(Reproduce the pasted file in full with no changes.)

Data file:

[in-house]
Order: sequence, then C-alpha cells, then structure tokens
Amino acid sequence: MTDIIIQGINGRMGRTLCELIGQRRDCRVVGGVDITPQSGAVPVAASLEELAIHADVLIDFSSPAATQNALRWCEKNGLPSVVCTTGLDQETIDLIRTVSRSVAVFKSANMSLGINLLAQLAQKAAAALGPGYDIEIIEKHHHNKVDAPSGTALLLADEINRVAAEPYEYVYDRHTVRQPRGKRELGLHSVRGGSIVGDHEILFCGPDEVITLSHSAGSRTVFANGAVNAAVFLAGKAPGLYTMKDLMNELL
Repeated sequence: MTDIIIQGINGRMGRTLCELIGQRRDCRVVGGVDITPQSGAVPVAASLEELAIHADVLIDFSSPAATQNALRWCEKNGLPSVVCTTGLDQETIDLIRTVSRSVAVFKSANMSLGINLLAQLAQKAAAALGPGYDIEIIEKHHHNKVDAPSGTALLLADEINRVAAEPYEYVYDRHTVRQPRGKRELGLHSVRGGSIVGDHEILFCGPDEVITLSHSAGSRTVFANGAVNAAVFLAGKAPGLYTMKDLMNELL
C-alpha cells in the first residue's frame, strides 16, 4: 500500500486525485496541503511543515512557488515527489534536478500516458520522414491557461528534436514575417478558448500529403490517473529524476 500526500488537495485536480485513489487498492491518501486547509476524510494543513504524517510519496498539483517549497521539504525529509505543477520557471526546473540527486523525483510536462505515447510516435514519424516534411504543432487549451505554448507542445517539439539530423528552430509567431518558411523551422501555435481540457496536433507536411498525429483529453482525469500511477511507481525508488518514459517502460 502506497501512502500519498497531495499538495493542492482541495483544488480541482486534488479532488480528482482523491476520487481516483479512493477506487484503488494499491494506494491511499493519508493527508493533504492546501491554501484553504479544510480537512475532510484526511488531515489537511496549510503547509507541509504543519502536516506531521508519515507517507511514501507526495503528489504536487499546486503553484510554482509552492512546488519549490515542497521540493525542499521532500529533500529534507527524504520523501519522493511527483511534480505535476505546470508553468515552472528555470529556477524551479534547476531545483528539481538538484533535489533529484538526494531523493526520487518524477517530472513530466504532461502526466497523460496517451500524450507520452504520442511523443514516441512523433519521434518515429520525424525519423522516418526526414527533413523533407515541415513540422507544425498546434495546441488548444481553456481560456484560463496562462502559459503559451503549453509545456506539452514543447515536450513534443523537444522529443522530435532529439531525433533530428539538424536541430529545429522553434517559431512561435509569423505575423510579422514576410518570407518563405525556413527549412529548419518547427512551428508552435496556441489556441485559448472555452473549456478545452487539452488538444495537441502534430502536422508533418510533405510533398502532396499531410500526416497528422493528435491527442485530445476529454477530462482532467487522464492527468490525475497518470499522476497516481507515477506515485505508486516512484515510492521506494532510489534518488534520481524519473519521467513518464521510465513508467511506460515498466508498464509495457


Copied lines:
[in-house]
Order: sequence, then C-alpha cells, then structure tokens
Amino acid sequence: MTDIIIQGINGRMGRTLCELIGQRRDCRVVGGVDITPQSGAVPVAASLEELAIHADVLIDFSSPAATQNALRWCEKNGLPSVVCTTGLDQETIDLIRTVSRSVAVFKSANMSLGINLLAQLAQKAAAALGPGYDIEIIEKHHHNKVDAPSGTALLLADEINRVAAEPYEYVYDRHTVRQPRGKRELGLHSVRGGSIVGDHEILFCGPDEVITLSHSAGSRTVFANGAVNAAVFLAGKAPGLYTMKDLMNELL
Repeated sequence: MTDIIIQGINGRMGRTLCELIGQRRDCRVVGGVDITPQSGAVPVAASLEELAIHADVLIDFSSPAATQNALRWCEKNGLPSVVCTTGLDQETIDLIRTVSRSVAVFKSANMSLGINLLAQLAQKAAAALGPGYDIEIIEKHHHNKVDAPSGTALLLADEINRVAAEPYEYVYDRHTVRQPRGKRELGLHSVRGGSIVGDHEILFCGPDEVITLSHSAGSRTVFANGAVNAAVFLAGKAPGLYTMKDLMNELL
C-alpha cells in the first residue's frame, strides 16, 4: 500500500486525485496541503511543515512557488515527489534536478500516458520522414491557461528534436514575417478558448500529403490517473529524476 500526500488537495485536480485513489487498492491518501486547509476524510494543513504524517510519496498539483517549497521539504525529509505543477520557471526546473540527486523525483510536462505515447510516435514519424516534411504543432487549451505554448507542445517539439539530423528552430509567431518558411523551422501555435481540457496536433507536411498525429483529453482525469500511477511507481525508488518514459517502460 502506497501512502500519498497531495499538495493542492482541495483544488480541482486534488479532488480528482482523491476520487481516483479512493477506487484503488494499491494506494491511499493519508493527508493533504492546501491554501484553504479544510480537512475532510484526511488531515489537511496549510503547509507541509504543519502536516506531521508519515507517507511514501507526495503528489504536487499546486503553484510554482509552492512546488519549490515542497521540493525542499521532500529533500529534507527524504520523501519522493511527483511534480505535476505546470508553468515552472528555470529556477524551479534547476531545483528539481538538484533535489533529484538526494531523493526520487518524477517530472513530466504532461502526466497523460496517451500524450507520452504520442511523443514516441512523433519521434518515429520525424525519423522516418526526414527533413523533407515541415513540422507544425498546434495546441488548444481553456481560456484560463496562462502559459503559451503549453509545456506539452514543447515536450513534443523537444522529443522530435532529439531525433533530428539538424536541430529545429522553434517559431512561435509569423505575423510579422514576410518570407518563405525556413527549412529548419518547427512551428508552435496556441489556441485559448472555452473549456478545452487539452488538444495537441502534430502536422508533418510533405510533398502532396499531410500526416497528422493528435491527442485530445476529454477530462482532467487522464492527468490525475497518470499522476497516481507515477506515485505508486516512484515510492521506494532510489534518488534520481524519473519521467513518464521510465513508467511506460515498466508498464509495457